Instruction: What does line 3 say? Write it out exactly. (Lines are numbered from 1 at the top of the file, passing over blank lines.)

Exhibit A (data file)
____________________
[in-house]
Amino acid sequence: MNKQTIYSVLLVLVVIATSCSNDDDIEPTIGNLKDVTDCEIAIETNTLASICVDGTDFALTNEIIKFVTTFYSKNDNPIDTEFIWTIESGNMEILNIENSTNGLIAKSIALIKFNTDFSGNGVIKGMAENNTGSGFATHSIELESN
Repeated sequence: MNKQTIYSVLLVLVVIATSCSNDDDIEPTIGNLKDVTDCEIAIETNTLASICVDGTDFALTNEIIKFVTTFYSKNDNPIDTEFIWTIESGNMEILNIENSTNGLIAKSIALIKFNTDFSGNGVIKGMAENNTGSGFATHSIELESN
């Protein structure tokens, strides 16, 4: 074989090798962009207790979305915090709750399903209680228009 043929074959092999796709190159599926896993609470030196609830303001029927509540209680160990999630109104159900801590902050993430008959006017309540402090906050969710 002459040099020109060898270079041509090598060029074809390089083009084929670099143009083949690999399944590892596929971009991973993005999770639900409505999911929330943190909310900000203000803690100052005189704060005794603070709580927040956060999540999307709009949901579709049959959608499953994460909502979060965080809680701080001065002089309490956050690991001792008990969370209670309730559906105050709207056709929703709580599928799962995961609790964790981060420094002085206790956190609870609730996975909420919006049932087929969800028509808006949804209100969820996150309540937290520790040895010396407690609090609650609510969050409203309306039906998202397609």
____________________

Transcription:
Repeated sequence: MNKQTIYSVLLVLVVIATSCSNDDDIEPTIGNLKDVTDCEIAIETNTLASICVDGTDFALTNEIIKFVTTFYSKNDNPIDTEFIWTIESGNMEILNIENSTNGLIAKSIALIKFNTDFSGNGVIKGMAENNTGSGFATHSIELESN